Is there an analogy on the client side to the Control Station controller box on the server side? Absolutely. There will be two versions of these clients. One is called Sun Ray, which is a solid-state client. If you unplug it from the wall, it's a piece of plastic, it's useless. So the FBI no longer has a problem of worrying about people taking their computers home with them. You can't take this one home with you. The user management there allows us to just dramatically reduce the number of system administrators associated with managing desktops. Managing a Unix network of desktops is much, much easier than managing a Windows network of desktops, which is why in general the comparisons are 1:500 for Unix and 1:100 for Windows.
Comcast has to manage 1.5 million consumers. For me to manage 100 users is very, very simple. I already do it today on Sun Rays, and I already do it for Messaging and Directory and Portal, and all the other things that'll run on a desktop. So we will use the distributed user management system that's already available in Sun Ray for these Linux desktops. It's not very complex. If you look at how a Linux desktop is configured, there's a little configuration file that tells you what's available, when, for whom, what documents are open, where the windows are. That's all just balled up and we're going to hopefully get that on a little smartcard, so as you walk from Linux PC to Linux PC, you'll be able to take [that information] with you. We can also do things in a Linux desktop environment that are really, really difficult to do in a Windows world. For example, you can't use Visual Basic. You can't add any file to your desktop. You cannot access your local drive. There's a bunch of things that we can do that are relatively difficult to do.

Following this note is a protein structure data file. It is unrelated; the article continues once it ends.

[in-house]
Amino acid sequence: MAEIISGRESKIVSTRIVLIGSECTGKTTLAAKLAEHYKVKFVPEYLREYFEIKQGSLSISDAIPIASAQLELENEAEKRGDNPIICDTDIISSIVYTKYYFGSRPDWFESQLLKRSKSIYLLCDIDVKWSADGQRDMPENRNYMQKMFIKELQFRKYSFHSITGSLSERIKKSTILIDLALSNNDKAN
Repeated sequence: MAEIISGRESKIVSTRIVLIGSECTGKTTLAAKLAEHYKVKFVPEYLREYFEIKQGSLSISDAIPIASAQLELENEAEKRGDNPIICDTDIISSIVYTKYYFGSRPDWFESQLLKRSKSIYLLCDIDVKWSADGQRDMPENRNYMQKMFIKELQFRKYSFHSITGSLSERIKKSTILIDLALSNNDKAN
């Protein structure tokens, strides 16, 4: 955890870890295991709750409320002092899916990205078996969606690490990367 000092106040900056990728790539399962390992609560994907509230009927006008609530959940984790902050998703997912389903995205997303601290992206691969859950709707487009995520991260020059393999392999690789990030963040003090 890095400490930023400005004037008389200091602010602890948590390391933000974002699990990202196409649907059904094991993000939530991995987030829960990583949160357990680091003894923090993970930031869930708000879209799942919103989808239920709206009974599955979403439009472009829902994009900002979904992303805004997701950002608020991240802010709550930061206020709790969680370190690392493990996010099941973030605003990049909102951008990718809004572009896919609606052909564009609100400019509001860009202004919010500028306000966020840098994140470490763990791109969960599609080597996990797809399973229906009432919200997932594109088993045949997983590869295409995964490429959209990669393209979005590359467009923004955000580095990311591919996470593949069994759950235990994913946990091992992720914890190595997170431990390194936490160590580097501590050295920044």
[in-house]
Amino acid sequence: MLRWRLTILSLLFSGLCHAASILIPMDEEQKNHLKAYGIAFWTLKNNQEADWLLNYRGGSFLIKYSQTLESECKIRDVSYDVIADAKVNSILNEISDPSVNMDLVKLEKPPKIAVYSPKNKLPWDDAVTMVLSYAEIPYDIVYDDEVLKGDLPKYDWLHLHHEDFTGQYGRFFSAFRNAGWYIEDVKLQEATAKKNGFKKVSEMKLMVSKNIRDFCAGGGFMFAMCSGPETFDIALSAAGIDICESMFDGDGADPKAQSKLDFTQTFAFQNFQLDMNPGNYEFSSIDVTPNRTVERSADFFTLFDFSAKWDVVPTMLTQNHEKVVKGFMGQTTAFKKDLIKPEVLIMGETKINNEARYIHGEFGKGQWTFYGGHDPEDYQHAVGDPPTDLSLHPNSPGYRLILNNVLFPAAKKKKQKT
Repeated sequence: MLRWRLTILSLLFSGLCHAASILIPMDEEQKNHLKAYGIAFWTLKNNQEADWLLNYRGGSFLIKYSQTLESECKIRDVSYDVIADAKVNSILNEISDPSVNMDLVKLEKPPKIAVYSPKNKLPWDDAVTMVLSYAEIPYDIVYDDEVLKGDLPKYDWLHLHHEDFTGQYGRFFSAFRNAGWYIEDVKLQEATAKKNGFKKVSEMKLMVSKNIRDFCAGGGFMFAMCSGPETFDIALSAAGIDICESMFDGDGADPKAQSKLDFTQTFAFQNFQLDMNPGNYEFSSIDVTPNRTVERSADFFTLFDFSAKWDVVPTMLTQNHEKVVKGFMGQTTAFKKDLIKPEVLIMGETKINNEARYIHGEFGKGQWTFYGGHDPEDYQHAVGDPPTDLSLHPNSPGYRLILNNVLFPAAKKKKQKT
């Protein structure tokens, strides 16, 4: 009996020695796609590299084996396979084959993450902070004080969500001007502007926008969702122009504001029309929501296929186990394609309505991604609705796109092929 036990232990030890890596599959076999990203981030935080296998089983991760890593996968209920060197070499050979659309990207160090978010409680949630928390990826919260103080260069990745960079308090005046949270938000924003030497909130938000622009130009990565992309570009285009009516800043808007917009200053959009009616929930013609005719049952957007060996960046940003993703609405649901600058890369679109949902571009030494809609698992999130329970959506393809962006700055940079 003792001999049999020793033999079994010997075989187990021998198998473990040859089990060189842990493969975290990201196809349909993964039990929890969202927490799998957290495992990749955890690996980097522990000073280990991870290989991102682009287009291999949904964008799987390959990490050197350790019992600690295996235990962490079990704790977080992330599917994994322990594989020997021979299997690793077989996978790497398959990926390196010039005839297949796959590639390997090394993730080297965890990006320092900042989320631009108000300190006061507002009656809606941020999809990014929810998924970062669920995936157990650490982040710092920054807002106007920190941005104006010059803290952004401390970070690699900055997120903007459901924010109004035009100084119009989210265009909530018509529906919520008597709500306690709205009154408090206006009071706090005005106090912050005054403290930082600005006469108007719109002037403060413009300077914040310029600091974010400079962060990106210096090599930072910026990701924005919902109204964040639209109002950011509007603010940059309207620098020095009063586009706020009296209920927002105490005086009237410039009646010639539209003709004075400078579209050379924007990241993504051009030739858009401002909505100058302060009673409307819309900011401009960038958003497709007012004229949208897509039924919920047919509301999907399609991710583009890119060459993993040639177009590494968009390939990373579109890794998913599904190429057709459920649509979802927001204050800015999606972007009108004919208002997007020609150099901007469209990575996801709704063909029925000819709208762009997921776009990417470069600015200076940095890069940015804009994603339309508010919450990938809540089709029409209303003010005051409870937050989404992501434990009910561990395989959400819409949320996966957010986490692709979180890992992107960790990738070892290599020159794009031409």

What about heterogeneous environments of desktop clients?
All of this stuff needs to run compatibly with Windows, which is why StarOffice is there, which is why Evolution is there, and why Mozilla is there. How do we cooperate on the networking side? We do what we do today, which is provide PC NFS and support for interoperability between Unix and Windows environments. Consider the security hassles alone -- there have been 60 Microsoft patches this year. That's a lot of money. My belief is we can eliminate almost all of that.
What if HP wants to do that?